as a child

every sunday after church

when we went to the beach

i took shelter from the sun

under one of the many sea-grapes

that lined the shore


marveled at their hard almond-shaped seed

the flesh of which was never salty

i had to hunt for a heavy stone

to break the nut free


some of the branches

were low enough

for me to swing my legs over

hang upside down and try

to catch my shadow


my mother sometimes

gathered the nuts in a bag

an amateur oenologist

she had long been at the practice

of making wines from local fruits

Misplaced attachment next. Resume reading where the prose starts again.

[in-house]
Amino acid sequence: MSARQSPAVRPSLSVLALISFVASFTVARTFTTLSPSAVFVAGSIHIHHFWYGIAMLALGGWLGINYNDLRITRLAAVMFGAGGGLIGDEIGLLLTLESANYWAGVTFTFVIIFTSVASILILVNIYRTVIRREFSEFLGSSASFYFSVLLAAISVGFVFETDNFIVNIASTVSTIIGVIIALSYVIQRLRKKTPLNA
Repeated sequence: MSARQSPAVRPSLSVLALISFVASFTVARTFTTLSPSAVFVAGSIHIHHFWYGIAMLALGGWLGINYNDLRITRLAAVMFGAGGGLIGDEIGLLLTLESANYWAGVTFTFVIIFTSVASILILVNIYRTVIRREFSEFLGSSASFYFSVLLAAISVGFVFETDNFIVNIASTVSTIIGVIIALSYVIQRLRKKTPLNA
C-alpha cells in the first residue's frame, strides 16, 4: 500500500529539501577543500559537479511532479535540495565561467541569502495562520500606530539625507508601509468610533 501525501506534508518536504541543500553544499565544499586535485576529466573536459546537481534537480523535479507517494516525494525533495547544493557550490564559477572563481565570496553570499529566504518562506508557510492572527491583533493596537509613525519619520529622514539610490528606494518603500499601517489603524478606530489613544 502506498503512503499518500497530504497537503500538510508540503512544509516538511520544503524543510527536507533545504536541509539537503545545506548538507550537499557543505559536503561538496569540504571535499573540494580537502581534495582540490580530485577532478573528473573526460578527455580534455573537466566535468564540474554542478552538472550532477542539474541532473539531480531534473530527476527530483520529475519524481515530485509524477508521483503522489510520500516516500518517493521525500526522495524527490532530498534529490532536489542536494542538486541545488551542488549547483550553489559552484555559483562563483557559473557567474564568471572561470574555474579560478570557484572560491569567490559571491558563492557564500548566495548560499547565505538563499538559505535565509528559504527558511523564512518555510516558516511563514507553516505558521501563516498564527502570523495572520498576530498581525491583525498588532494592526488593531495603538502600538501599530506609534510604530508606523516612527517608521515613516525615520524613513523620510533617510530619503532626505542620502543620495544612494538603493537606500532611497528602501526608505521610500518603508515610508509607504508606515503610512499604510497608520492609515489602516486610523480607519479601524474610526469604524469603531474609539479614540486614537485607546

inviting the men in the community

over to sample her various concoctions

she would have been a vintner in another

time and place but this was jamaica

after all and she was woman

black and ambitious and accepted

no boundaries to her imagination

which she gifted me

i remember learning

that seagrape was dioecious

pondered how

the male and female

got together to mate

and who collected the sap

we used in Jamaica

for dyeing and tanning leather

sea-grape or cocolloba

the latter name always made

me giggle falling to the ground

like the brown leaves

that it sheds abundantly

covering the terrain

in this fall that is summer

here in st croix


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